March 6, 2010
1. Work at several problems at a time. If you only work on one problem and get stuck, you might get depressed. It is nice to have an easier back-up problem. The back-up problem will work as an anti-depressant and will allow you to go back to your difficult problem in a better mood. John told me that for him the best approach is to juggle six problems at a time.
2. Pick your problems with specific goals in mind. The problems you work on shouldn’t be picked at random. They should balance each other. Here is the list of projects he suggests you have:
- Big problem. One problem should be both difficult and important. It should be your personal equivalent to the Riemann hypothesis. It is not wise to put all your time into such a problem. It most probably will make you depressed without making you successful. But it is nice to get back to your big problem from time to time. What if you do stumble on a productive idea? That may lead you to become famous without having sacrificed everything.
- Workable problem. You should have one problem where it’s clear what to do. It’s best if this problem requires a lot of tedious work. As soon as you get stuck on other problems, you can go back to this problem and move forward on the next steps. This will revive your sense of accomplishment. It is great to have a problem around that can be advanced when you do not feel creative or when you are tired.
- Book problem. Consider the book you are working on as one of your problems. If you’re always writing a book, you’ll write many of them. If you’re not in the mood to be writing prose, then work on math problems that will be in your book.
- Fun problem. Life is hardly worth living if you are not having fun. You should always have at least one problem that you do for fun.
3. Enjoy your life. Important problems should never interfere with having fun.
This advice from J.H. Conway is excerpted from the blog post of Tanya Khovanova
January 8, 2010
If an ape can make a discovery, so can you.
Richard P. Feynman
as quoted in this book
What do you think about this quote?
January 6, 2010
1. Raise your quality standards as high as you can live with, avoid wasting your time on routine problems, and always try to work as closely as possible at the boundary of your abilities. Do this, because it is the only way of discovering how that boundary should be moved forward.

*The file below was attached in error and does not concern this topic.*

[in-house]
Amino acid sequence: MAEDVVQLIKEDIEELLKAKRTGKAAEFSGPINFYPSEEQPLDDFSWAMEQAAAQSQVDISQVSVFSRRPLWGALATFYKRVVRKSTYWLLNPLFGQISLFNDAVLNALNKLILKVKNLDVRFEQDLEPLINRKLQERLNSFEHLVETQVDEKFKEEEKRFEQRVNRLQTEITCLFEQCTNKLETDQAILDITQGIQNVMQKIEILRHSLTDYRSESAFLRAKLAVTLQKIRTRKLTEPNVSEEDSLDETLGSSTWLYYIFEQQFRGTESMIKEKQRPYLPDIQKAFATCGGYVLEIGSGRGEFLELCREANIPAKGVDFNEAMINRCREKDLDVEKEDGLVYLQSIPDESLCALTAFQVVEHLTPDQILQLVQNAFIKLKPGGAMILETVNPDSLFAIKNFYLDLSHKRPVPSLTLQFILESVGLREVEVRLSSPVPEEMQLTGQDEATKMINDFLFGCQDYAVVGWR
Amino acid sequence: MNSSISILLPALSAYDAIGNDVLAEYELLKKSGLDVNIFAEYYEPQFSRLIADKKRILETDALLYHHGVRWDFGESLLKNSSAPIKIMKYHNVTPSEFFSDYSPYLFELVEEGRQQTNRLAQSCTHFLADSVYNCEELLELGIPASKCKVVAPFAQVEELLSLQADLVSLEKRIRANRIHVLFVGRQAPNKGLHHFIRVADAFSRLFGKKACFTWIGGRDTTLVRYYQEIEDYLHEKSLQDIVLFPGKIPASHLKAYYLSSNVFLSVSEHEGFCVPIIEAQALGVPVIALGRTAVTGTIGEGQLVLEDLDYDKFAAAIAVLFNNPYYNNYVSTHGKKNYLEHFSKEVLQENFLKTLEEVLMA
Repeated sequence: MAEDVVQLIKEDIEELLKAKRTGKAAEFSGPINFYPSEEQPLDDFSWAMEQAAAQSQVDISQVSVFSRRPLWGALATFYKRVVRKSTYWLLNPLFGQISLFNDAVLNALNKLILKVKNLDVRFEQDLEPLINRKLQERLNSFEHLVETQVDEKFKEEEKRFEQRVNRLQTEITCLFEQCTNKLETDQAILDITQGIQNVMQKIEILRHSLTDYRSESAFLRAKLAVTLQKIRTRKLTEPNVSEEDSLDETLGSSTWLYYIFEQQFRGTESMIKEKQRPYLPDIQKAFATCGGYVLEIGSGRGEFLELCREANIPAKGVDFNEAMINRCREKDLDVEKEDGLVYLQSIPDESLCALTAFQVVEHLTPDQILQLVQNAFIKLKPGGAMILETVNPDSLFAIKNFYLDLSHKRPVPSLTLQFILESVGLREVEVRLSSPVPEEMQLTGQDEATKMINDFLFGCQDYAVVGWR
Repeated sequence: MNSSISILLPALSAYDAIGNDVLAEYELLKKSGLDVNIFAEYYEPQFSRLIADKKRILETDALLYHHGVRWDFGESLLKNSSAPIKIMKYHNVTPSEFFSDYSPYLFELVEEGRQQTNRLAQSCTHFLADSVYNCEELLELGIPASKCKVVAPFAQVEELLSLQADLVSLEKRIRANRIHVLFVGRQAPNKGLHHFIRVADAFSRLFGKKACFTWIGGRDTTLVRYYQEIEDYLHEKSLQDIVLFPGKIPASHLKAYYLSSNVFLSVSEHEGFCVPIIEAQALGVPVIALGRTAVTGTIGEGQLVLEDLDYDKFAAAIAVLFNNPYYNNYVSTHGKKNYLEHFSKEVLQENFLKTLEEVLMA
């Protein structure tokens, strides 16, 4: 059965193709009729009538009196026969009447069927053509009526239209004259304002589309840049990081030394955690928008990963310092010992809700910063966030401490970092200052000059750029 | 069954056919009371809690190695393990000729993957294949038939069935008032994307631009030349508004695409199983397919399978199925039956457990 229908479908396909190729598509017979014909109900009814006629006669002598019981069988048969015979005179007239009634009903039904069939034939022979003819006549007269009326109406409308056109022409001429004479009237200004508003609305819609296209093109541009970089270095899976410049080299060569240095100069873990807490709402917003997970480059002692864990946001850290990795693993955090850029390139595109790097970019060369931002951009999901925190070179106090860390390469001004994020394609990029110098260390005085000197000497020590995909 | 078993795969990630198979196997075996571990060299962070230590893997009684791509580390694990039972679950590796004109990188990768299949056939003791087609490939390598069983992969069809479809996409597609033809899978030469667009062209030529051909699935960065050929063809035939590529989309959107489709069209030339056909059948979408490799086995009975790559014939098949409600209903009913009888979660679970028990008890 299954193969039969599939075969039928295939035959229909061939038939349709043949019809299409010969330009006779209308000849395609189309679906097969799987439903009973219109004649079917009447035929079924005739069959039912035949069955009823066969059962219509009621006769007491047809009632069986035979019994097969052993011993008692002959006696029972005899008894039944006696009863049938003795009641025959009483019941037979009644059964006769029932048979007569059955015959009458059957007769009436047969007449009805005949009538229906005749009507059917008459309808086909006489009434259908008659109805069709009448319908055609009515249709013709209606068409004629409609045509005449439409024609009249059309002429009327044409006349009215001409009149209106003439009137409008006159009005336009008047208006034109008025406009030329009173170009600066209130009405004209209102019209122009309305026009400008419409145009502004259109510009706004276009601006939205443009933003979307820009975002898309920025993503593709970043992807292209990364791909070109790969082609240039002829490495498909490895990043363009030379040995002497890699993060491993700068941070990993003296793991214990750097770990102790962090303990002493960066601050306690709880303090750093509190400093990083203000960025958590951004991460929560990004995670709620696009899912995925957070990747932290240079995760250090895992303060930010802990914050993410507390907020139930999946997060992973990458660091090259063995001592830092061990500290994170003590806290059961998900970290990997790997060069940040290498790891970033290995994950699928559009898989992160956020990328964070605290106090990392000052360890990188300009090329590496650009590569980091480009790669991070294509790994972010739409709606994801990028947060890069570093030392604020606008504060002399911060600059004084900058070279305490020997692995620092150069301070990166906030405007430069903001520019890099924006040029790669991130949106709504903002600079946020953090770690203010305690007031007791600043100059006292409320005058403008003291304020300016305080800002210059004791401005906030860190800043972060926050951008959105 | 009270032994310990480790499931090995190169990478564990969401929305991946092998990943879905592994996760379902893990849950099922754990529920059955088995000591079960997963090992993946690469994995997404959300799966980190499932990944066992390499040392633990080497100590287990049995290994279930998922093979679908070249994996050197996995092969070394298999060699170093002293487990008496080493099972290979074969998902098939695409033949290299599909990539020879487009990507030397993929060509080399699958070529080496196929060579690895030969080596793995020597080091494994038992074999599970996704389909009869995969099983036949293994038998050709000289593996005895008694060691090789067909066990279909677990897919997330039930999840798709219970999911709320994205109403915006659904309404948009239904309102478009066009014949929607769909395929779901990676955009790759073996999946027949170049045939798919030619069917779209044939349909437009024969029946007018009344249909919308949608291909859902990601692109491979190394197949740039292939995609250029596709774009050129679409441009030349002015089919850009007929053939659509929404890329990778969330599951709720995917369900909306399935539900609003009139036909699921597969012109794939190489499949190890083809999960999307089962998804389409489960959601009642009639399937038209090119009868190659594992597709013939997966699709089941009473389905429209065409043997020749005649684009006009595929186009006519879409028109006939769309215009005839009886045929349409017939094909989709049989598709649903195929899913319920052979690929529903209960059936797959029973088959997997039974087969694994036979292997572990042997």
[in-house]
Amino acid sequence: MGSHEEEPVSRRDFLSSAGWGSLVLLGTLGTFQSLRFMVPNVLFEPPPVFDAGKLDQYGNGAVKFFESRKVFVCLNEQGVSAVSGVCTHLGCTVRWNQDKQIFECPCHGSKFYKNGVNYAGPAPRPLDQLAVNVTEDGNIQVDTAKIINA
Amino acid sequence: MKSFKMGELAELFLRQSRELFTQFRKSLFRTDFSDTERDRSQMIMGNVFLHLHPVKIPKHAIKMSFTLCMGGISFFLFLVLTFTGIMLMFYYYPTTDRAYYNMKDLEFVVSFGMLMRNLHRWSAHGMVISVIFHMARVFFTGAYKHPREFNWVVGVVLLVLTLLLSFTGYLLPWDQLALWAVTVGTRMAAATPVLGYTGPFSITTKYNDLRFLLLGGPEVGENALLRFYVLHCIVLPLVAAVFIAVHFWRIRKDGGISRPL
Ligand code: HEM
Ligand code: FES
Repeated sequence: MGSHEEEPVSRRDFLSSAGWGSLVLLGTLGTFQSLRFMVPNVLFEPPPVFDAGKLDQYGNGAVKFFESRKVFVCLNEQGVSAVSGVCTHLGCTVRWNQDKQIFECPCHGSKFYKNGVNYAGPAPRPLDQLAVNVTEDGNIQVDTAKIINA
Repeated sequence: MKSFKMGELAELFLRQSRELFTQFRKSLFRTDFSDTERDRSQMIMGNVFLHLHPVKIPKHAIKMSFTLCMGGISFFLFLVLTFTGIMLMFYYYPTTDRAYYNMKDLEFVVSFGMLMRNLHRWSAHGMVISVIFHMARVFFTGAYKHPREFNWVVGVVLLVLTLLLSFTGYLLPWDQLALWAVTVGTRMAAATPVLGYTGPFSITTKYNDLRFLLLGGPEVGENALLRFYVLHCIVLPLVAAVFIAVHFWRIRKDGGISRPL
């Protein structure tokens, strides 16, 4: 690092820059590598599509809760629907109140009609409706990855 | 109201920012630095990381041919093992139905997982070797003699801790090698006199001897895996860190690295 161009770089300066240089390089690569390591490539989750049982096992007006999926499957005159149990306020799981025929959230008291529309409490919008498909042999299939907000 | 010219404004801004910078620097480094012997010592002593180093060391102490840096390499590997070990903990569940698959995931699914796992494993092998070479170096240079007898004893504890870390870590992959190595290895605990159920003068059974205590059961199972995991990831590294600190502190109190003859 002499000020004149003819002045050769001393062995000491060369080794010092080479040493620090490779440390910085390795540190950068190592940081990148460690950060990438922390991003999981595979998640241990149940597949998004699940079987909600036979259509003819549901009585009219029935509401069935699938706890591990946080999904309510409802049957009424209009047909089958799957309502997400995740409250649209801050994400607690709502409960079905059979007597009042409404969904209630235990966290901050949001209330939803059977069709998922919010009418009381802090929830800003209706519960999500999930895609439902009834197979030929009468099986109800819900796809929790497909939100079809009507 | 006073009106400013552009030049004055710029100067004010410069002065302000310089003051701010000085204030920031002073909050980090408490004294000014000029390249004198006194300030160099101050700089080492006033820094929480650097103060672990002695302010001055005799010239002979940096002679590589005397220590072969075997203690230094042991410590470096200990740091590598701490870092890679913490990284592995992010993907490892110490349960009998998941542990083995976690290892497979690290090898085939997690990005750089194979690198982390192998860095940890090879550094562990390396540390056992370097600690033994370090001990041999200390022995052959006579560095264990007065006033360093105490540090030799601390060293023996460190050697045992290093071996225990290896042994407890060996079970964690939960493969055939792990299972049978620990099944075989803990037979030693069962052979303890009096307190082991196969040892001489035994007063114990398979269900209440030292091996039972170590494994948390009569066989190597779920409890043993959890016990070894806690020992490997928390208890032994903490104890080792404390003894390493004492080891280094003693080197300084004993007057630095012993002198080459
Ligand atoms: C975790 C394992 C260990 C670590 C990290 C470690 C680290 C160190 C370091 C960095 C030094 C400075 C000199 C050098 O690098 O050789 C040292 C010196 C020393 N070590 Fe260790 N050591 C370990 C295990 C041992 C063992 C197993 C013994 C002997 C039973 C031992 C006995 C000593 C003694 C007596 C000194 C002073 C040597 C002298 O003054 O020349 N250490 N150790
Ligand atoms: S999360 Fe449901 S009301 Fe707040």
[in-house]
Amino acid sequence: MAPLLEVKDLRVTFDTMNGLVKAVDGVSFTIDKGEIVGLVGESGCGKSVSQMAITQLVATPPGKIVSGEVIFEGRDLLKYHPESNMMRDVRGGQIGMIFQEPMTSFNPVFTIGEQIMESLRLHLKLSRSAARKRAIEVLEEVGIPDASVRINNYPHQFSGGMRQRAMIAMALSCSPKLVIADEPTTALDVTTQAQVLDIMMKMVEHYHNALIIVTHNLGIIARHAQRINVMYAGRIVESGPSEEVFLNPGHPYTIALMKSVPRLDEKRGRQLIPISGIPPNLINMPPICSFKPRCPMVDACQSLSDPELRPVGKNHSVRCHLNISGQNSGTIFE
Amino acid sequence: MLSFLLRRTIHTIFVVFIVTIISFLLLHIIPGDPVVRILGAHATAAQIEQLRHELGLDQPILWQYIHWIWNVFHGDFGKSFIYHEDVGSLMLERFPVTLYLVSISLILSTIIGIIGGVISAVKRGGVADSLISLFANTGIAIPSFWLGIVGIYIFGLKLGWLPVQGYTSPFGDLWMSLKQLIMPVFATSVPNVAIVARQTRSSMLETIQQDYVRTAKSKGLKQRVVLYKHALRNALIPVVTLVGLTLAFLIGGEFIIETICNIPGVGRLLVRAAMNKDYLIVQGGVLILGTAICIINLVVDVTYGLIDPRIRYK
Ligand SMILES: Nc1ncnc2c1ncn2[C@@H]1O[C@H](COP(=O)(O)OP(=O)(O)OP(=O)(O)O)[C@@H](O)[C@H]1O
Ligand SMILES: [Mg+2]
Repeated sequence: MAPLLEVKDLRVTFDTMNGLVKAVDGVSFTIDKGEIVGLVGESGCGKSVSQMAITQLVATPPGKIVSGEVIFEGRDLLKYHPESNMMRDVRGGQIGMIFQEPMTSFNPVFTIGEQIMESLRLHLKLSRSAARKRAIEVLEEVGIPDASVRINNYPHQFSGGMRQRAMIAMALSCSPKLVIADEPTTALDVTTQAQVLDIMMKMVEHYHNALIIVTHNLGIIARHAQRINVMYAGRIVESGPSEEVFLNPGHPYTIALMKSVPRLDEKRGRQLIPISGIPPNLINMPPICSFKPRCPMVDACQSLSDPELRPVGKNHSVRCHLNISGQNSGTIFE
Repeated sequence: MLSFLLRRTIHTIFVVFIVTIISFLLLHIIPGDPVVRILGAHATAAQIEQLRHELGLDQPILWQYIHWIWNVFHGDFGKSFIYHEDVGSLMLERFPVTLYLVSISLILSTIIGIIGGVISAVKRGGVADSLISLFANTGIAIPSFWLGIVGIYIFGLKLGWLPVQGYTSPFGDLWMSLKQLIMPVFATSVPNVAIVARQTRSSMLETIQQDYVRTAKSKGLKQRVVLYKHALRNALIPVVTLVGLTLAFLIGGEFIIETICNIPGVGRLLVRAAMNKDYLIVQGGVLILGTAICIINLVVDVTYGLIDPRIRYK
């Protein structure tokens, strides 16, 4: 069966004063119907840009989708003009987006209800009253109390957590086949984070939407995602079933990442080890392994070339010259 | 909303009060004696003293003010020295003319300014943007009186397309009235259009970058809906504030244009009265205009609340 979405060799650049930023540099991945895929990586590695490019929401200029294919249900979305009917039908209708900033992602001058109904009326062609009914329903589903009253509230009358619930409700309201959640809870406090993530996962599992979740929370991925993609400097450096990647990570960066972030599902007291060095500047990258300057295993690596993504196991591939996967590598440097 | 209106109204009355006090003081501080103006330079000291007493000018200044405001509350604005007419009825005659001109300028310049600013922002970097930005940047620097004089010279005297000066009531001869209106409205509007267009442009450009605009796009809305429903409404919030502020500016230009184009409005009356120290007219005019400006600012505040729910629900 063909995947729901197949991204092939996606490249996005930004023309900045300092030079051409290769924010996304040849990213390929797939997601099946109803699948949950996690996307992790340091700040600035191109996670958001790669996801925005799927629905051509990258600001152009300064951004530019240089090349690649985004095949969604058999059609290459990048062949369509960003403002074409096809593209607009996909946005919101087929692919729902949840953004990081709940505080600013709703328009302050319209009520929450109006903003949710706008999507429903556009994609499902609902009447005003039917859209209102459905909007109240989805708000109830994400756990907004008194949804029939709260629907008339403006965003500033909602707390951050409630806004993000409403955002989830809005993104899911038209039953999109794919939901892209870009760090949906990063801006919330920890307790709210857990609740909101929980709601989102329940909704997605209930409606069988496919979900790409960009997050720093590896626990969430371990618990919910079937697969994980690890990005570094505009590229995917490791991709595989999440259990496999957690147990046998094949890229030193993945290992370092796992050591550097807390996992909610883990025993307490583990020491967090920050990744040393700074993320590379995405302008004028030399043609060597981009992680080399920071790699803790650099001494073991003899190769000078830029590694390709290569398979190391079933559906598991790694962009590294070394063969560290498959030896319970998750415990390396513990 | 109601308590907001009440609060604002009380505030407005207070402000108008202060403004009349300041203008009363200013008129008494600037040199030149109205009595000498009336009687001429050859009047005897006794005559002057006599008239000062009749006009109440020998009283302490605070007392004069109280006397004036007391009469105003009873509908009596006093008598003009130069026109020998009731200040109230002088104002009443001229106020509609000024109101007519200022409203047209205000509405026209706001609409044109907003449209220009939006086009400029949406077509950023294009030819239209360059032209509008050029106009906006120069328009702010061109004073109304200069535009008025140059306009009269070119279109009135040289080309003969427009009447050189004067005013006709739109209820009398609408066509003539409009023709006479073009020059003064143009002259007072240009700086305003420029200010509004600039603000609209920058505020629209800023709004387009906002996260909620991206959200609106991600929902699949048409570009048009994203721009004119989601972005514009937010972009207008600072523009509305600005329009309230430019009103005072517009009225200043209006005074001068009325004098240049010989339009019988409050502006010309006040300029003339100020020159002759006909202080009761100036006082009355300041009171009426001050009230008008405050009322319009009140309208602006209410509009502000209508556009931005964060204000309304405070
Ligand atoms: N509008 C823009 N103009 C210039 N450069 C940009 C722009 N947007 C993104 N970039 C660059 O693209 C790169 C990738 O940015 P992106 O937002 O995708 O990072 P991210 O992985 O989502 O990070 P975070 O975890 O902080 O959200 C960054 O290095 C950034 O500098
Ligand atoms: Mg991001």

2. We all like our work to be socially relevant and scientifically sound. If we can find a topic satisfying both desires, we are lucky; if the two targets are in conflict with each other, let the requirement of scientific soundness prevail.
3. Never tackle a problem of which you can be pretty sure that (now or in the near future) it will be tackled by others who are, in relation to that problem, at least as competent and well-equipped as you.
The original text of the rules together with the author’s comments can be found here (HTML) or here (PDF).
January 4, 2010
They say it’s some form of recognition but I respectfully doubt. In my case some [your favorite expletive goes here] have just copied my post on choosing a research topic and put it here: (no clickable link folks, I am not going to improve their search engine ratings!!!). No slightest shade of fun in this for me, unlike, say, in the case of Scott Aaronson.
And that should have been a scientific blog (judging by the domain name)… Talk about plagiarism in science after that. Pathetic, isn’t it? Any suggestions as to what can one do about all this (remember, it’s a Chinese site, so I doubt that the standard things like writing them and asking to remove the content or contacting their ISP would be helpful)?
December 24, 2009
The Princeton Companion to Mathematics was extensively reviewed, and often praised, all over the mathematical and scientific blogosphere, see e.g. here, here, here and here. Most of this praise is probably well deserved. But where should an interested student (or even a professional mathematician who wants to extend her or his professional range, for that matter) go in order to deepen the knowledge acquired from PCM without getting bogged down into the details of the proofs and other such subtleties that abound in the specialized literature?
Of course, there is plenty of possible answers to this one, and you are welcome to share yours in the comments. However as far as “classical” (basically more or less up to the early XXth century level) mathematics goes, the Oxford User’s Guide to Mathematics appears to provide, at least for me, a reasonable, if not quite perfect, enhancement for PCM.
OUGM has many omissions of its own and certainly could use more editing and proofreading — in particular, in order to make it somewhat more self-contained, but nevertheless this book provides a fairly broad and reasonably deep (for the beginner) panorama of the “classical” mathematics as defined above. For instance, it does not cover category theory and related stuff. However, by and large, OUGM does a quite decent job in helping the beginner to advance her/his understanding of a great number of mathematical disciplines from abstract algebra to probability theory, and I certainly recommend to have a serious look into this book if you really want to deepen your knowledge of the “classical” subjects beyond the PCM level.
P.S. I just cannot miss this opportunity to wish merry Christmas and happy New year to the readers of this blog 🙂
November 13, 2009
An important addition to my earlier post on writing grant applications: there is a series of articles on science funding in Science Careers. The author is someone going — quite appropriately 🙂 — by the name of Grant Doctor.
November 12, 2009
A list by Dmitry Podolsky
Update: another such list (this time of 24 problems) by Sean Carroll, the three most important open problems in physics by the Nobel Prize winner Vitaly Ginzburg, and a more extensive list (see also the updated book version of this list) by the same author.